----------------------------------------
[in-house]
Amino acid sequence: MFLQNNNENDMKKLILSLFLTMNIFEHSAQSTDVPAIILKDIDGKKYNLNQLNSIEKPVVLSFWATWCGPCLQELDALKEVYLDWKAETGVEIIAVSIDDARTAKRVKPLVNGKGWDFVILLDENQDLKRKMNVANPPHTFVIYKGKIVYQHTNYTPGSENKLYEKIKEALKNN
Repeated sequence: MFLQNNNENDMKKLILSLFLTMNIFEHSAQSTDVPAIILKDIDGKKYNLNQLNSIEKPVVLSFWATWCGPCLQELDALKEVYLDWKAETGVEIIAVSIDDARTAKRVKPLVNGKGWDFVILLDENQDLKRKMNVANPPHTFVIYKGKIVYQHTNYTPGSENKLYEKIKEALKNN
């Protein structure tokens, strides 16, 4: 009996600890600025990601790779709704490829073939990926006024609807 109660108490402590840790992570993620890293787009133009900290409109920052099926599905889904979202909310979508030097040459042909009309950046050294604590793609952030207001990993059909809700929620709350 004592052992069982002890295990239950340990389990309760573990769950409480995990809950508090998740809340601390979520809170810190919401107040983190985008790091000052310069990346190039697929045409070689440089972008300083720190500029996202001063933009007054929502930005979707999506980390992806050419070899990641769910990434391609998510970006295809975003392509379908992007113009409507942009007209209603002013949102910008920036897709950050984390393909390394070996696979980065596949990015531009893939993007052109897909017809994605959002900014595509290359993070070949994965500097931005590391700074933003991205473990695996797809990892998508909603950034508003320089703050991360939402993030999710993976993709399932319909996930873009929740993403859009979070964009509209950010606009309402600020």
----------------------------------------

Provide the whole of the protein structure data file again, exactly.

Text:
[in-house]
Amino acid sequence: MFLQNNNENDMKKLILSLFLTMNIFEHSAQSTDVPAIILKDIDGKKYNLNQLNSIEKPVVLSFWATWCGPCLQELDALKEVYLDWKAETGVEIIAVSIDDARTAKRVKPLVNGKGWDFVILLDENQDLKRKMNVANPPHTFVIYKGKIVYQHTNYTPGSENKLYEKIKEALKNN
Repeated sequence: MFLQNNNENDMKKLILSLFLTMNIFEHSAQSTDVPAIILKDIDGKKYNLNQLNSIEKPVVLSFWATWCGPCLQELDALKEVYLDWKAETGVEIIAVSIDDARTAKRVKPLVNGKGWDFVILLDENQDLKRKMNVANPPHTFVIYKGKIVYQHTNYTPGSENKLYEKIKEALKNN
């Protein structure tokens, strides 16, 4: 009996600890600025990601790779709704490829073939990926006024609807 109660108490402590840790992570993620890293787009133009900290409109920052099926599905889904979202909310979508030097040459042909009309950046050294604590793609952030207001990993059909809700929620709350 004592052992069982002890295990239950340990389990309760573990769950409480995990809950508090998740809340601390979520809170810190919401107040983190985008790091000052310069990346190039697929045409070689440089972008300083720190500029996202001063933009007054929502930005979707999506980390992806050419070899990641769910990434391609998510970006295809975003392509379908992007113009409507942009007209209603002013949102910008920036897709950050984390393909390394070996696979980065596949990015531009893939993007052109897909017809994605959002900014595509290359993070070949994965500097931005590391700074933003991205473990695996797809990892998508909603950034508003320089703050991360939402993030999710993976993709399932319909996930873009929740993403859009979070964009509209950010606009309402600020």